SIOC statistics

SIOC (Storage IO Control) is apparently a hot topic. There have been an important number of posts since it was made available with vSphere 4.1. On this blog, in my Automate SIOC post, you can find functions to verify and activate/deactivate SIOC from your PowerShell script.

A recent post on Yellow-Bricks, called Enable Storage IO Control on all Datastores! got quite a few comments and Tweets.

I was intrigued by one of the comments on Twitter that stated that the users didn’t understand what SIOC was all about. From several posts on SIOC I came to understand that the non-VI workload event would be fired when SIOC doesn’t see any latency improvements when it throttles the storage queue. Simple enough, but is there any data available that can make this visible ?

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Script-O-Mania submission – PSTop v1

As most of you should know VMware is organising a scripting contest, called Script-O-Mania. For those of you that haven’t submitted anything yet, hurry up. The closing date is tomorrow (March 15th 2010).

After some reflection I decided to go for a performance monitoring script. I wanted to have the vCenter client performance tab, without having to pay for the vCenter Agent license. And I wanted to offer some of the functionality that esxtop provided on the classic ESX systems.

That’s where my PSTop v1 script came to be.

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PowerCLI & vSphere statistics – Part 4 – Grouping

In a previous post in this series (see PowerCLI & vSphere statistics – Part 2 – Come together), I showed the usefulness of the Group-Object cmdlet when working with statistical data. The script in that post grouped data samples for each hour together, which made it much easier to calculate the hourly average. With the Group-Object cmdlet you avoid numerous nested if- or switch-statements.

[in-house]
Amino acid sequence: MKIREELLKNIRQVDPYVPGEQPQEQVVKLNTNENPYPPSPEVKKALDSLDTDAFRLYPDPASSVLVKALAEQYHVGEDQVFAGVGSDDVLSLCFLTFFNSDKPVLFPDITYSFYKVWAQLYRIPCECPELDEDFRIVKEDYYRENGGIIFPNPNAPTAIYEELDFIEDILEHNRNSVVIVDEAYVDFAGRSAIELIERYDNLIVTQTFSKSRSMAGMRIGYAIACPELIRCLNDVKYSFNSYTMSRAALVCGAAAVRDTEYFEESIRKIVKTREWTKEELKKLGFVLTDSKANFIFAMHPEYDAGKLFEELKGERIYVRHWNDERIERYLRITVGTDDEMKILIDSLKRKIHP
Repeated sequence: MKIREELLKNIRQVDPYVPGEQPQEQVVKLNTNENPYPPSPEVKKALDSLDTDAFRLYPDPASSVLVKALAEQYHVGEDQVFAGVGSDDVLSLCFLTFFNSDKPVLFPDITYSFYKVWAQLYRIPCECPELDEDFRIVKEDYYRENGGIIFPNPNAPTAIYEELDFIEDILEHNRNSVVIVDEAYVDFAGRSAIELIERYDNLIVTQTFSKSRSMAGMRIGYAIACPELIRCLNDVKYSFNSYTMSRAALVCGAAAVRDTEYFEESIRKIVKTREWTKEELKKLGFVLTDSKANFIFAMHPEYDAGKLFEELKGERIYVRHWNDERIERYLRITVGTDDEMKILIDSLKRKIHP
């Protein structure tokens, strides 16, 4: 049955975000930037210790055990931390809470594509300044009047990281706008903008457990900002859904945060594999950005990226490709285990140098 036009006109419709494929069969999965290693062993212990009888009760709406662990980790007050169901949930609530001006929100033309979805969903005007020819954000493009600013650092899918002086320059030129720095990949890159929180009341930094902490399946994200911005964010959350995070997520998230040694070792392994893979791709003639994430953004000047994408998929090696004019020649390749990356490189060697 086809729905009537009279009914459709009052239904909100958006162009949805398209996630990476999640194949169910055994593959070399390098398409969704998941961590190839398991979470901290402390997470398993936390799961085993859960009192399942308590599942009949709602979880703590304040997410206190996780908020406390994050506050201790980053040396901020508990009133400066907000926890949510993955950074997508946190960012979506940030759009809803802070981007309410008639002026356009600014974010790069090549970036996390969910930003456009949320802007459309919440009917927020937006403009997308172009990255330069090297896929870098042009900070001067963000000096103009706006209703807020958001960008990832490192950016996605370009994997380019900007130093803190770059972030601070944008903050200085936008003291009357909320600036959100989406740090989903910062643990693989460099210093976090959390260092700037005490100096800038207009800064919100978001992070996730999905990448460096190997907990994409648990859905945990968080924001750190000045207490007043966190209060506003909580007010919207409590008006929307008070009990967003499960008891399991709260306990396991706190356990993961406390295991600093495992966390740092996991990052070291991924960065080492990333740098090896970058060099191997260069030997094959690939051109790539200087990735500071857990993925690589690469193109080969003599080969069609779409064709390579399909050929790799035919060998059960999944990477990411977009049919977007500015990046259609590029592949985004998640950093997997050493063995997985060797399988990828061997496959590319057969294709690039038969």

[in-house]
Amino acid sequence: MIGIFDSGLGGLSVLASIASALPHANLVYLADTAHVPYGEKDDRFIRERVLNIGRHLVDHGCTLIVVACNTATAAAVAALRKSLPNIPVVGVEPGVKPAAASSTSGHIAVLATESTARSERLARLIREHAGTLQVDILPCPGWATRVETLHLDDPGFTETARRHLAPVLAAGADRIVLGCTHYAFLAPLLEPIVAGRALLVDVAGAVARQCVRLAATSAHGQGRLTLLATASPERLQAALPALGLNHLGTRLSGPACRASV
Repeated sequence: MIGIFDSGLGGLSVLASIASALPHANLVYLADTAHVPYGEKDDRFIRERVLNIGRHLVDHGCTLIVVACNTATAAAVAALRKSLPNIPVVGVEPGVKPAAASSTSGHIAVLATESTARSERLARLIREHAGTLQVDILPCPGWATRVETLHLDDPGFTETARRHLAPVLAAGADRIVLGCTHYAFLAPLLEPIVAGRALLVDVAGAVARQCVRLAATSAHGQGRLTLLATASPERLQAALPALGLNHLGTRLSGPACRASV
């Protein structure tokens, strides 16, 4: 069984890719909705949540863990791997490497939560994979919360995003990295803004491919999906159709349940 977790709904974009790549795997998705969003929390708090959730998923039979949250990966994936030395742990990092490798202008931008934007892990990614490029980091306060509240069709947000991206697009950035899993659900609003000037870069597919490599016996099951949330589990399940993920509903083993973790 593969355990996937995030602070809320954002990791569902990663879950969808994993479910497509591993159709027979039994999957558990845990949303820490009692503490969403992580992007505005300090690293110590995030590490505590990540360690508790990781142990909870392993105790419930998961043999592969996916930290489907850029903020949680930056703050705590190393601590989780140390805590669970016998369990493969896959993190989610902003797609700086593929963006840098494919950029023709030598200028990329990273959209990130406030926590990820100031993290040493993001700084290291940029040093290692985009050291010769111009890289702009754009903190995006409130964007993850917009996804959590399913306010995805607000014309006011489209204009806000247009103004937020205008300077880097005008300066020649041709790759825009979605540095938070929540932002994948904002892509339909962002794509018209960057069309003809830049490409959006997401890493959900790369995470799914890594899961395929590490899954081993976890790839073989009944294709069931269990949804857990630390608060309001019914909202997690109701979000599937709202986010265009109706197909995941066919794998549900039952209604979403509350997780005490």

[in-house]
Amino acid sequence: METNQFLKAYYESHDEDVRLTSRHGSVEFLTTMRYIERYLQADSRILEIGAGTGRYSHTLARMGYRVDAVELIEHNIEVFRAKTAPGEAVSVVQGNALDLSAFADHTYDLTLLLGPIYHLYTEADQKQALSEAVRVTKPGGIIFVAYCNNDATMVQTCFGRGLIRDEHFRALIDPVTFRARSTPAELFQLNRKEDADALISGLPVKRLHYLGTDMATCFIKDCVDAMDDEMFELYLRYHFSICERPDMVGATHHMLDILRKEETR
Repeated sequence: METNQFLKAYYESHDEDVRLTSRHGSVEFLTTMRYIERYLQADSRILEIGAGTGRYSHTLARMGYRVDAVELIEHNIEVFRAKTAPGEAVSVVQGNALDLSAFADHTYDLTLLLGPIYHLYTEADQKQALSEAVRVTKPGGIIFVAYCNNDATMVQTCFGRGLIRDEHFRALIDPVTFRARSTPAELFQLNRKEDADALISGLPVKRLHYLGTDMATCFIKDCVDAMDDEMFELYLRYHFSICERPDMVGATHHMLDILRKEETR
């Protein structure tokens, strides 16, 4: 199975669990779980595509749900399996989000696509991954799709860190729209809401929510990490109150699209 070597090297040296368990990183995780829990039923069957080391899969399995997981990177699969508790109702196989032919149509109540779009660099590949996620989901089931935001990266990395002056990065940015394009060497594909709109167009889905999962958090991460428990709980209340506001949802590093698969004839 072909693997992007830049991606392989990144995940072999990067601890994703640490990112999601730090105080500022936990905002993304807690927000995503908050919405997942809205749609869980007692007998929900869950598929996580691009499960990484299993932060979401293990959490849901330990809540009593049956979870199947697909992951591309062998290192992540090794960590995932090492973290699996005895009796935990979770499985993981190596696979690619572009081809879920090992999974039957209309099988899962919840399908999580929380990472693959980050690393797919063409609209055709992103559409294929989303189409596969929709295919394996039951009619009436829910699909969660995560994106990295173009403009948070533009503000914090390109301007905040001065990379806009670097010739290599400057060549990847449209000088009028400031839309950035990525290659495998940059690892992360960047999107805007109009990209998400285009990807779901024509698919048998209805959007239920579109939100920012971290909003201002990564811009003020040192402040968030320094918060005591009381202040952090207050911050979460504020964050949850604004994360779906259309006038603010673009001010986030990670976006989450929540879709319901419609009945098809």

And best of all, you don’t have to code the grouping yourself, it was all done for you by the PowerShell Team.

So make sure this cmdlet belongs to your basic PowerShell repertoire. It will prove invaluable when processing statistical data.

This post will show you several of the different options you have to group statistical data together. And I will illustrate each of these with a sample script.

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PowerCLI & vSphere statistics – Part 3 – Instances

In PowerCLI & vSphere statistics – Part 1 – The basics I briefly mentioned instances. In this post I’ll go a bit deeper into that subject.

And to demonstrate it all I will use part of the esxtop post on Yellow Bricks. In that post Duncan compiled, from various sources, a number of “common sense” thresholds that you can use in esxtop to show you possible problems with your hosts and/or guests.

Since I’m not sitting 24/7 behind an ESX/ESXi console, I looked for a way to let PowerCLI/PowerShell do that for me 😉

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PowerCLI & vSphere statistics – Part 2 – Come together

The end of my previous post in this series, see PowerCLI & vSphere statistics – Part 1 – The basics, showed how you could get the statistical values for a specific day.

Depending on the point in time for which you request the values, the sampling interval will be different. For example Historical Interval 2 will return values measured over 30 minute intervals. See also the schematic I included in the previous post.

This sample interval is not always what you want for your reports. Suppose you want to always report hourly values and only for working hours during business days. This post will show you how to accomplish that.

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PowerCLI & vSphere statistics – Part 1 – The basics

Another popular subject in the VMTN PowerCLI community are statistics. Quite often it’s not entirely clear to the user what is available, how the data can be extracted and how PowerShell/PowerCLI can be used to convert the raw metrics into usable reports.

Before you can fully use all that is available, there are a few key concepts that you should understand.

In this series I will try to explain some common questions.

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